Jordan moves on from here to some really wonderful stuff. But you will have to subscribe. Simply make a donation to Biblical Horizons, provide your postal address, and you are on the list. Subscribe here.

[1] See Cross-eyed Exegesis.
[2] Excerpt from James B. Jordan, The Better Lucifer, Biblical Horizons No. 217, February 2011.

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13 Responses to “Crafty Beast”

  • Travis Matthew Finley Says:

    It’s funny. At some level basic Bible knowledge is not enough. The old lady who loves Jesus and knows not a lick of BM (not bowel movements!) can know truly only that he loves her and is coming back for her and that is all she gets from her fundy preacher. On another level, one can get your BM stuff by careful readings; and yet, on another level, knowing Hebrew and Greek is truly vital to knowing even more. This last point leads me to saving my money to contribute to a new translation–one which translates words instead of interpreting them and one which notes the literary devices and one which…

  • Mike Bull Says:

    I started Hebrew, but my teacher retired. Actually, I think he moved to the UK to get away from me.

  • David M Says:

    Aye, the biblical account is a crafty beast; though, we might readily say that the serpent is, well, also quite crafty/shrewd/wise in his own regard and thus especially prone to misinterpretation. The twist, if you will, is that Satan and serpent typologies aren’t as harmonious as some interpretations are wont to think..

    First off, I would argue that your analysis looks to quickly east of Eden, as the Genesis 3 text itself does not explicitly equate the serpent type with “the Satan” type of the Joban tradition. Secondly, and more importantly, to assume Satan/evil as implicitly operating within and synonymous to the serpent type in Gen. 3 is to assume there was a fall before the Fall, an interpretation which is largely speculative and, actually, popularized by Milton’s Paradise Lost, as Nik Ansell argues (see link below). But if we take Gen. 3 in stride with the context and narrative of Gen. 1-2, as we rightly should since that is its final canonical form, then we see the serpent not as an an evil, crooked entity but rather as a member of the animal kingdom; one which is part of the creation deemed “very good;” a cosmos still intact and without sin, poised to fulfill its original intent: to be ruled by humans as ambassadors and priest-kings of God). It is decidedly without disorder, disarray and death.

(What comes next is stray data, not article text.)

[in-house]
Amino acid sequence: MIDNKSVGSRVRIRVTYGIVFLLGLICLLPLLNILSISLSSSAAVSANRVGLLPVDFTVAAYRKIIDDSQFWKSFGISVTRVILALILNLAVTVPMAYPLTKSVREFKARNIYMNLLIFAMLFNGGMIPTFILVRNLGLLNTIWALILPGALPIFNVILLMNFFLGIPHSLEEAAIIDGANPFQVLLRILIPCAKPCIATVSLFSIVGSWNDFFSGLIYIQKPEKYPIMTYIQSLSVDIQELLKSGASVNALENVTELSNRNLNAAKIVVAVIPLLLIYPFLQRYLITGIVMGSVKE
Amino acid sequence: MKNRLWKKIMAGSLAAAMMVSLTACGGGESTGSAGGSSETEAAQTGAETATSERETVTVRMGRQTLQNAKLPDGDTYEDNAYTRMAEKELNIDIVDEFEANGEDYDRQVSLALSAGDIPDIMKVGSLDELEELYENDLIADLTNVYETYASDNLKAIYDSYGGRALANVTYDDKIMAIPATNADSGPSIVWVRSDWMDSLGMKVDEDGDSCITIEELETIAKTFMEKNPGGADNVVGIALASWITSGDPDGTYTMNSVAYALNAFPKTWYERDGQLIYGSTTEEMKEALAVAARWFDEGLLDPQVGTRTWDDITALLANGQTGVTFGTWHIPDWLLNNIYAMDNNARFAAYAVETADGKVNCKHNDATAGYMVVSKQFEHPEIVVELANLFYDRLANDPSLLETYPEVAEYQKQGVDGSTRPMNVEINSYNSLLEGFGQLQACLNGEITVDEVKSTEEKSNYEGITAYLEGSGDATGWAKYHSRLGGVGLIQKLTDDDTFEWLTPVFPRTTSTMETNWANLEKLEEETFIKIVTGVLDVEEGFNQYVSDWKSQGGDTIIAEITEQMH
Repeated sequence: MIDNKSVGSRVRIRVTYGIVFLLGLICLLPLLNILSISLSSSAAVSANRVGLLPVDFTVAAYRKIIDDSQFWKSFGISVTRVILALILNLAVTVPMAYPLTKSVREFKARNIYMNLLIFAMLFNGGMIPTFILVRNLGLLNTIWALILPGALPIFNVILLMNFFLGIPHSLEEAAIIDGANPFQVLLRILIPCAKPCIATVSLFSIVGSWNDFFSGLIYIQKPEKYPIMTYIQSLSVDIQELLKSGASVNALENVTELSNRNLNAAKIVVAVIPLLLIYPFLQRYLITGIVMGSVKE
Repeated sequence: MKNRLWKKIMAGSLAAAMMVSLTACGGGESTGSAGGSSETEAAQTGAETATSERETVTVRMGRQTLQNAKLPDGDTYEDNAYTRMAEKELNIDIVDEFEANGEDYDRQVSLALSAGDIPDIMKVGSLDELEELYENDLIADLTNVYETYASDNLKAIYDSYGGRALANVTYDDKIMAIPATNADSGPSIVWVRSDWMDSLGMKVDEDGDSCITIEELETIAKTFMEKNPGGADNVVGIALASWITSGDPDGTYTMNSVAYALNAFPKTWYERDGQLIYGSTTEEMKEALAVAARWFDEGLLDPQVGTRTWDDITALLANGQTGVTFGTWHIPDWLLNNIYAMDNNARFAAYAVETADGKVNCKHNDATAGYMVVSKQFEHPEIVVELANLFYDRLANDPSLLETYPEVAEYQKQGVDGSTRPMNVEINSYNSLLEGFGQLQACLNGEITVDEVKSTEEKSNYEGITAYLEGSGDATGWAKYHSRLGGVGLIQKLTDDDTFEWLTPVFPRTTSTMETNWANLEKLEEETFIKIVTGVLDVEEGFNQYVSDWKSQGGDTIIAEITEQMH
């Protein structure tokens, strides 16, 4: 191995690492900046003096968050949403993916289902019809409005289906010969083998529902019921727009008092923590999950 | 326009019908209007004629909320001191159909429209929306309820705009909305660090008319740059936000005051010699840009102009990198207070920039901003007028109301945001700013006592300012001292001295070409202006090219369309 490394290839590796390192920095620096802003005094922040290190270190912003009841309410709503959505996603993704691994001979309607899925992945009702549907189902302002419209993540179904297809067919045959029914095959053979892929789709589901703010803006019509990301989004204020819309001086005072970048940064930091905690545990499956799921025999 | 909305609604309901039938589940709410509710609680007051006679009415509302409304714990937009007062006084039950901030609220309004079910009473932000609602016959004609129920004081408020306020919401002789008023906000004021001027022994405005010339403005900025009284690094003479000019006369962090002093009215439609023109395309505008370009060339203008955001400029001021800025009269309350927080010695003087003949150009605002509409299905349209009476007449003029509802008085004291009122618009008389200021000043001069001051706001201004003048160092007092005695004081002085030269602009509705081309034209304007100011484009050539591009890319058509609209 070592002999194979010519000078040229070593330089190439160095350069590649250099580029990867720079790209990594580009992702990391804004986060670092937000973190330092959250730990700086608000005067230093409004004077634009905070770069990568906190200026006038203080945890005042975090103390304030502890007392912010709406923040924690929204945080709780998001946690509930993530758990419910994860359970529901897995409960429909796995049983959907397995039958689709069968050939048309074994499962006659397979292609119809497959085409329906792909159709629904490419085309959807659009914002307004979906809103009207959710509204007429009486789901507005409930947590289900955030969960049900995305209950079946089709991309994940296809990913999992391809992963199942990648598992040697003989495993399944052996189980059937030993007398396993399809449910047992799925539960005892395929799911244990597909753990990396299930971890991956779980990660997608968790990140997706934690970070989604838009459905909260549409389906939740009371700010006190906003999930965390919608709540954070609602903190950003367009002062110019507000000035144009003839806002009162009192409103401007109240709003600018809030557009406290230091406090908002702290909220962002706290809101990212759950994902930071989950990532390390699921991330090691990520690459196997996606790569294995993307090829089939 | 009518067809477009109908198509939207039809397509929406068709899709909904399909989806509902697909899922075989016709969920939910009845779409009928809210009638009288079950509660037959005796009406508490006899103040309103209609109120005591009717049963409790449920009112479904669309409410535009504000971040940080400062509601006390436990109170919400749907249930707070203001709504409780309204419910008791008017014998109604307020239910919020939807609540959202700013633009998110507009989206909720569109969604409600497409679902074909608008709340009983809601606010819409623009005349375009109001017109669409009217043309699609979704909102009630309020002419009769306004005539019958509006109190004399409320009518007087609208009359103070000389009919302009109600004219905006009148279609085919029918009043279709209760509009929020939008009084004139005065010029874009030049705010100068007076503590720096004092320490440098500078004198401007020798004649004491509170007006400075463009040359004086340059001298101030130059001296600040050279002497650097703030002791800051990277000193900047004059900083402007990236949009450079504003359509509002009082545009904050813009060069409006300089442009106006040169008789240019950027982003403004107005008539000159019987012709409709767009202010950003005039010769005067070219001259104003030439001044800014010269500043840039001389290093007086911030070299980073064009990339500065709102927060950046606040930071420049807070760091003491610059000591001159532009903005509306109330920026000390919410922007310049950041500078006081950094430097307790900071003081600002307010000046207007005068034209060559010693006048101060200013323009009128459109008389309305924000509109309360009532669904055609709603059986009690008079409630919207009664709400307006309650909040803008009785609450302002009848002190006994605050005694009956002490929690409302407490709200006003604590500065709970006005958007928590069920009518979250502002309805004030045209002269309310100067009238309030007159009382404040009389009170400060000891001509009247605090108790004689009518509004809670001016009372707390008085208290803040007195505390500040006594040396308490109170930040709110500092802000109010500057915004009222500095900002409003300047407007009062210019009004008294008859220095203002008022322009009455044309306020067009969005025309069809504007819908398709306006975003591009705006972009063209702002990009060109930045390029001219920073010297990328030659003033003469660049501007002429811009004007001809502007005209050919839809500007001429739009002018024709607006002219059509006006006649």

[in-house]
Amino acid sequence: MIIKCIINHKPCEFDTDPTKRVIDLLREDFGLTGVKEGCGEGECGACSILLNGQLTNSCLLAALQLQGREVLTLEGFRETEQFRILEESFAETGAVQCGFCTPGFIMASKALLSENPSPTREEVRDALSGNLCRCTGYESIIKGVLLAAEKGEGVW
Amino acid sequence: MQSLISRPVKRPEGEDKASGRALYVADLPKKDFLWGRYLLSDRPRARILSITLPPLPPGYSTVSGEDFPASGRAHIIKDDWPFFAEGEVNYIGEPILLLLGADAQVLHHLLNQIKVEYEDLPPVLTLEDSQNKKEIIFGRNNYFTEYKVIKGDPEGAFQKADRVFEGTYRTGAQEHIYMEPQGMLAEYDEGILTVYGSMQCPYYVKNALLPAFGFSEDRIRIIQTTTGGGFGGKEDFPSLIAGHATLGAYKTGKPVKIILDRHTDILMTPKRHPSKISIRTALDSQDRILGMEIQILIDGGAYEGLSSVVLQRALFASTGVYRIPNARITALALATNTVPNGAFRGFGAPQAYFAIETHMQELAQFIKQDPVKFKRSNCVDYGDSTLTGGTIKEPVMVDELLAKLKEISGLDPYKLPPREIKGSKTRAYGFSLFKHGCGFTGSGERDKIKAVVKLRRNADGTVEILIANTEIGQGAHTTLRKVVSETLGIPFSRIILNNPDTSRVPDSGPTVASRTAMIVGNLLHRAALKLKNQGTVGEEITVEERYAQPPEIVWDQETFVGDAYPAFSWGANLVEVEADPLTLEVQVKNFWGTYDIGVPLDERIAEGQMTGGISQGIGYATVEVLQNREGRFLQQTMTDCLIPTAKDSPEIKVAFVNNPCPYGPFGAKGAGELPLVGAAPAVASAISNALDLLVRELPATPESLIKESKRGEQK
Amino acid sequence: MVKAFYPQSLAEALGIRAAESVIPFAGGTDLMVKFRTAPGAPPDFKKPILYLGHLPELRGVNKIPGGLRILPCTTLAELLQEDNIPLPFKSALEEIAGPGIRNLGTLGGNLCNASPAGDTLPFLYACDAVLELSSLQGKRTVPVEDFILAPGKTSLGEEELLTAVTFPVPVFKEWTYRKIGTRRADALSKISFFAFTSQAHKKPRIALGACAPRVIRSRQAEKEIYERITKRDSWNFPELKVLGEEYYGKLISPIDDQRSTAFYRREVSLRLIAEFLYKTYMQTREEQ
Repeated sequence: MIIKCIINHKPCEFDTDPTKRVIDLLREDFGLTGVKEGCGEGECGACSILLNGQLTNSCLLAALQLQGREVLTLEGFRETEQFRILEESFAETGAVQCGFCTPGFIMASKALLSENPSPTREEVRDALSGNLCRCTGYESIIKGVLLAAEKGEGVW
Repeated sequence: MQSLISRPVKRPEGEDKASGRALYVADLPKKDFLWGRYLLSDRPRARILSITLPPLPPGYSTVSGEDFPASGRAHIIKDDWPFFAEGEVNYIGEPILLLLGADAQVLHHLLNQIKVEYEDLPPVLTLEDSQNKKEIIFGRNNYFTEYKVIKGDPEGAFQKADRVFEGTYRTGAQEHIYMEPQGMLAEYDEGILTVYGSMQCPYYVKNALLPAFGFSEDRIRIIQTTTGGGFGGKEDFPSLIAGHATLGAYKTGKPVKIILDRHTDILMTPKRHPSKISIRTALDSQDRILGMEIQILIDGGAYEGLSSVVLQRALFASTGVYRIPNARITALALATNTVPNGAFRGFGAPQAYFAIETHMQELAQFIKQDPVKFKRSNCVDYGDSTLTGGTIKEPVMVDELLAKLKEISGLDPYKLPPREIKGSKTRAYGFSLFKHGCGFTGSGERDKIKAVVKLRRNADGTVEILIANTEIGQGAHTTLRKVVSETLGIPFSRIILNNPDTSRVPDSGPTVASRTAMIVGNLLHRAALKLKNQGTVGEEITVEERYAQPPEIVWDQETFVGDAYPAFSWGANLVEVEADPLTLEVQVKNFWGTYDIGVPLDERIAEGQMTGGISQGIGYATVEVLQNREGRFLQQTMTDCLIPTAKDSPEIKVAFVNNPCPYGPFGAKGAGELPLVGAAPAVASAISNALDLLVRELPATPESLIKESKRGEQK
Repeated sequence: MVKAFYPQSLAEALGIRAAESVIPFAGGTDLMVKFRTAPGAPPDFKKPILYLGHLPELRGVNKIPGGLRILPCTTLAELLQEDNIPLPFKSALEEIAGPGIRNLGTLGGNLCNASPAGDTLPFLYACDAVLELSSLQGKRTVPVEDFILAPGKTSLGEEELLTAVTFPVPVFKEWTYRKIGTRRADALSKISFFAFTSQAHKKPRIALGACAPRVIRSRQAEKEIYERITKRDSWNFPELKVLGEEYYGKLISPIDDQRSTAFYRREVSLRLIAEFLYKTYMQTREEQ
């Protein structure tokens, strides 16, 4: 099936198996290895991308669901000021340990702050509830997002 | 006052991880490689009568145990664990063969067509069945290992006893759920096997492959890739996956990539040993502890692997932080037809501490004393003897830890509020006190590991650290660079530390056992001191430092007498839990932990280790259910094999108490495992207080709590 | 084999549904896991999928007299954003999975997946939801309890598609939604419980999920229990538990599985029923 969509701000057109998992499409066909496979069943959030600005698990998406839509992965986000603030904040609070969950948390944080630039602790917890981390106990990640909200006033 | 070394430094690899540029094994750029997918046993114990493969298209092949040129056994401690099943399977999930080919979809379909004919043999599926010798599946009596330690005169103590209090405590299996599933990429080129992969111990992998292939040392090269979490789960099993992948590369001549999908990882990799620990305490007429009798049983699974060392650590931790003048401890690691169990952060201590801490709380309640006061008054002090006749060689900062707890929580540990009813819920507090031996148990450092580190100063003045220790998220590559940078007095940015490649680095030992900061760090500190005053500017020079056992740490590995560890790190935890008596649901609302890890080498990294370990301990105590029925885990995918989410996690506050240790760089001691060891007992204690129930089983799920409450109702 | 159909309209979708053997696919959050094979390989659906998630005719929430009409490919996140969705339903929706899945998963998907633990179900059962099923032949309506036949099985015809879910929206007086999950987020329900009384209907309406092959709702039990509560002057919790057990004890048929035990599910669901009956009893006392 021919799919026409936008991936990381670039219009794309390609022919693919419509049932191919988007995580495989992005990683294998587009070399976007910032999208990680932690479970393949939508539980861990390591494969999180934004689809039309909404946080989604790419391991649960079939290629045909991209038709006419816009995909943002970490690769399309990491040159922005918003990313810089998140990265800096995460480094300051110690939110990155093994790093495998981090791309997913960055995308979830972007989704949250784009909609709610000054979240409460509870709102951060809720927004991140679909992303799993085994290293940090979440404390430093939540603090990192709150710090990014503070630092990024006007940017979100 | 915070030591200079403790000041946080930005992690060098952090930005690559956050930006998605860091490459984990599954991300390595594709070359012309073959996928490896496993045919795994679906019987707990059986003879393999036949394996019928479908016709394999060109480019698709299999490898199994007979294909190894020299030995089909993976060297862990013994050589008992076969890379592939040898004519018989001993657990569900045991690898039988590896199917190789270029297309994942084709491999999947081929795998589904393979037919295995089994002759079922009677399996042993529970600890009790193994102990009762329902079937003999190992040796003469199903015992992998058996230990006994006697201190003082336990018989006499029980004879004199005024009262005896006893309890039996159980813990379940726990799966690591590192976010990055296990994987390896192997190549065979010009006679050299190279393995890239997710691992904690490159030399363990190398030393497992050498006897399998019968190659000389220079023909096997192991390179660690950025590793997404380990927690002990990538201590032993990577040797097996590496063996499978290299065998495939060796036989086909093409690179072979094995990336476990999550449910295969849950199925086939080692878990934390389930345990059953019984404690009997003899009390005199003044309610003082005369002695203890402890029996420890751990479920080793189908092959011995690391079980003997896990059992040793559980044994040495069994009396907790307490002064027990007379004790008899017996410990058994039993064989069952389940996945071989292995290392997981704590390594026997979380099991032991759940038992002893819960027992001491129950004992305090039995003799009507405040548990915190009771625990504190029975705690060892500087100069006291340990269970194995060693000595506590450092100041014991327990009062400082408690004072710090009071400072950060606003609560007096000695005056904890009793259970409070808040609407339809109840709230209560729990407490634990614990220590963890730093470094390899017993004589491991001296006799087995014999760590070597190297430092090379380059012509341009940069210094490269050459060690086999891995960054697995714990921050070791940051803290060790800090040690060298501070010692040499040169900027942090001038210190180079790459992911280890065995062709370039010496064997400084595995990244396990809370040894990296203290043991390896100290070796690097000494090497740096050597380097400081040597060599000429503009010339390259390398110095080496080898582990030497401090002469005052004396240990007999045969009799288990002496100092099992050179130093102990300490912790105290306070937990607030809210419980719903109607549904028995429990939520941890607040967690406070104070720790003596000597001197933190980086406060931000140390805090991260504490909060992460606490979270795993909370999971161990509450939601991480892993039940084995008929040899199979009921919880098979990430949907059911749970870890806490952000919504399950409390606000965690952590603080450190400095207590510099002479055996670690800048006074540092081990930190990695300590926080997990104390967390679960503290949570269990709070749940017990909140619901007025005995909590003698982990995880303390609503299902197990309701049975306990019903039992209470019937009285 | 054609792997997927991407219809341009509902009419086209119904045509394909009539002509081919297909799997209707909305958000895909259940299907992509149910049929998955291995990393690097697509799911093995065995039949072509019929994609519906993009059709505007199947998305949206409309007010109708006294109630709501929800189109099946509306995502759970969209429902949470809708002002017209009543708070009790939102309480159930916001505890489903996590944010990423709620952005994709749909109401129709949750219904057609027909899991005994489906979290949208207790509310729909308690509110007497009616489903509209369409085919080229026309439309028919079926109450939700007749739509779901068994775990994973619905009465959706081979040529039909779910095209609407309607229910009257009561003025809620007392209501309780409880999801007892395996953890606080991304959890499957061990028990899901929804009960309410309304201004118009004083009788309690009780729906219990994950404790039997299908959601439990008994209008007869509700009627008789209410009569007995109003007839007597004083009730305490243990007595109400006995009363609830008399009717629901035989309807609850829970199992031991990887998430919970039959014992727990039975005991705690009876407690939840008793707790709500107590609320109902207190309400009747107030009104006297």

Nevertheless, the serpent does manipulate and twist his own good wisdom, BUT… only in response to Eve’s initial twisting herself. When she twisted, he twisted in response. It is Eve not the serpent that twists the original mandate given to her. God says to not partake or eat of the tree — nothing is said by God about “touching” the tree, that bit is added on by Eve herself (perhaps in frustration about something or other; this “frustration” is perhaps why the serpent approaches her in the first place with such a loaded question as “did God really say…). One might say that the crafty, shrewd serpent espied in Eve a small yet significant sense of wonder and curiousness in her response to his first question, thus targeting and exploiting that weakness.

    In this way, one could argue that the first act of sin is germane in Eve’s misunderstanding and twisting of the creational law, not just when Eve and Adam actually eat/consume the fruit. I guess the game of telephone has some pretty old roots ;)

  • David M Says: